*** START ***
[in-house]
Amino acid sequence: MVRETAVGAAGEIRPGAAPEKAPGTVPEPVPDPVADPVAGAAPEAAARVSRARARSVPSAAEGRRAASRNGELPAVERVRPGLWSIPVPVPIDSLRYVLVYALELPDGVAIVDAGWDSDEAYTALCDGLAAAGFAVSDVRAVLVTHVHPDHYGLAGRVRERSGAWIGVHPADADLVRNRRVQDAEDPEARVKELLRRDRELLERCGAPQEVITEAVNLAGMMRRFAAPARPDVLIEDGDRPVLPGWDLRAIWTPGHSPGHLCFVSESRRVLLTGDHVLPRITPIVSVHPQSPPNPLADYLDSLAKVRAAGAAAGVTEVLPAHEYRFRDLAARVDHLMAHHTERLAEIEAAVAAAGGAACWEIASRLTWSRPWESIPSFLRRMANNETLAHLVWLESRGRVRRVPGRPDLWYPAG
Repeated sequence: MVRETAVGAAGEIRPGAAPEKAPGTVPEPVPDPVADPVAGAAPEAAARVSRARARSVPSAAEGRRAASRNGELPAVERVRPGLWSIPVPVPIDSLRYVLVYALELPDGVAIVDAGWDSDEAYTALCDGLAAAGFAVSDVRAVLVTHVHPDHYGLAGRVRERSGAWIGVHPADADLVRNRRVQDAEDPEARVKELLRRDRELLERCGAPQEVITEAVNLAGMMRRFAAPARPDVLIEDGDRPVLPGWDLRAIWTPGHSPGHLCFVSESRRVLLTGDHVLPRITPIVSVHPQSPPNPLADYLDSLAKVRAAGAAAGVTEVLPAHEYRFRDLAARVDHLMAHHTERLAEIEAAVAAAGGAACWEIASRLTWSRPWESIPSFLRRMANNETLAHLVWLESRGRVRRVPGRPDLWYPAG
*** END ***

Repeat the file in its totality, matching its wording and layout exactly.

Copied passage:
[in-house]
Amino acid sequence: MVRETAVGAAGEIRPGAAPEKAPGTVPEPVPDPVADPVAGAAPEAAARVSRARARSVPSAAEGRRAASRNGELPAVERVRPGLWSIPVPVPIDSLRYVLVYALELPDGVAIVDAGWDSDEAYTALCDGLAAAGFAVSDVRAVLVTHVHPDHYGLAGRVRERSGAWIGVHPADADLVRNRRVQDAEDPEARVKELLRRDRELLERCGAPQEVITEAVNLAGMMRRFAAPARPDVLIEDGDRPVLPGWDLRAIWTPGHSPGHLCFVSESRRVLLTGDHVLPRITPIVSVHPQSPPNPLADYLDSLAKVRAAGAAAGVTEVLPAHEYRFRDLAARVDHLMAHHTERLAEIEAAVAAAGGAACWEIASRLTWSRPWESIPSFLRRMANNETLAHLVWLESRGRVRRVPGRPDLWYPAG
Repeated sequence: MVRETAVGAAGEIRPGAAPEKAPGTVPEPVPDPVADPVAGAAPEAAARVSRARARSVPSAAEGRRAASRNGELPAVERVRPGLWSIPVPVPIDSLRYVLVYALELPDGVAIVDAGWDSDEAYTALCDGLAAAGFAVSDVRAVLVTHVHPDHYGLAGRVRERSGAWIGVHPADADLVRNRRVQDAEDPEARVKELLRRDRELLERCGAPQEVITEAVNLAGMMRRFAAPARPDVLIEDGDRPVLPGWDLRAIWTPGHSPGHLCFVSESRRVLLTGDHVLPRITPIVSVHPQSPPNPLADYLDSLAKVRAAGAAAGVTEVLPAHEYRFRDLAARVDHLMAHHTERLAEIEAAVAAAGGAACWEIASRLTWSRPWESIPSFLRRMANNETLAHLVWLESRGRVRRVPGRPDLWYPAG